Water heating is a major energy use. Hot water for showers, laundry, and washing dishes consumes a quarter of residential energy use worldwide; in commercial buildings, that number is roughly 12 percent. Solar water heating—exposing water to the sun to warm it—can reduce that fuel consumption by 50 to 70 percent. All told, solar hot water is among the most effective ways to convert solar energy into thermal energy. Payback periods are as short as two to four years, depending on specifics of system and location. Solar Hotwater
To close the gap on unwanted heat gain or loss and maintain comfortable room temperature, we use more energy. Air infiltration accounts for 25–60 percent of energy used to heat and cool a home—energy that is simply wasted. By better insulating a building envelope, heat exchange can be reduced, energy saved, and emissions avoided. Ideally, a building’s thermal layer should cover all sides—bottom floor, exterior walls, and roof—and be continuous. Sealing gaps and cracks is also critical to a more effective building envelope.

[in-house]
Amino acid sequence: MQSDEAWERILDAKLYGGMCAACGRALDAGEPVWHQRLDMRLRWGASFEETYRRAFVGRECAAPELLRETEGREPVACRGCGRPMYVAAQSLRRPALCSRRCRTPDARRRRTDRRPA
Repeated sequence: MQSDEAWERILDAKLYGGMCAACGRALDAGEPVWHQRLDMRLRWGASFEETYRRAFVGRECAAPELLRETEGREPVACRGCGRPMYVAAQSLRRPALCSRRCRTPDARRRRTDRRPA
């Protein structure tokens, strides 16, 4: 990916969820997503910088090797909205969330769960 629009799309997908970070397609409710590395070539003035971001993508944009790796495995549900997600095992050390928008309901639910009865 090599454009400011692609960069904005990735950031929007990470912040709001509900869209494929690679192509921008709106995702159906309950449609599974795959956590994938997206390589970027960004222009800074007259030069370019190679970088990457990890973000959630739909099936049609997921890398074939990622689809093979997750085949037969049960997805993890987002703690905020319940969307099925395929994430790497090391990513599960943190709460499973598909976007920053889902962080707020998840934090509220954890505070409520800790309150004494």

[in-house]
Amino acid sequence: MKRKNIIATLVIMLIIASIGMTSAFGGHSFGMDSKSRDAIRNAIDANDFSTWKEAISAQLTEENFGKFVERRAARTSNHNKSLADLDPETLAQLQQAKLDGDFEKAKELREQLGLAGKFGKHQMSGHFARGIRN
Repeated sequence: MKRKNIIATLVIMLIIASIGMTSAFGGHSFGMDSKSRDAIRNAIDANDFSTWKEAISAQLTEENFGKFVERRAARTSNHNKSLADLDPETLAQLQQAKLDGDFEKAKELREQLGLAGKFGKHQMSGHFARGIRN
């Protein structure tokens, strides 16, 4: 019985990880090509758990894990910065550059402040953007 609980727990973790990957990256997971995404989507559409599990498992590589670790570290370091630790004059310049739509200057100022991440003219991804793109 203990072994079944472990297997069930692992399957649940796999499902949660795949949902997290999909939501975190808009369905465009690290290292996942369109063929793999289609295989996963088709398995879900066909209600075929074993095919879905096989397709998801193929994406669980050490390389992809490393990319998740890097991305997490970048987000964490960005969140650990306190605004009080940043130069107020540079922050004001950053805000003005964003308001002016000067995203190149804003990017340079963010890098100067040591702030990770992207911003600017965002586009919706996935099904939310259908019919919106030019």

Insulation is one of the most practical and cost-effective ways to make buildings more energy efficient—both in new construction and through retrofitting older buildings that often are not well encased. At relatively low cost, insulation results in lower utility bills, while keeping out moisture and improving air quality. Insulation
LED Lighting #33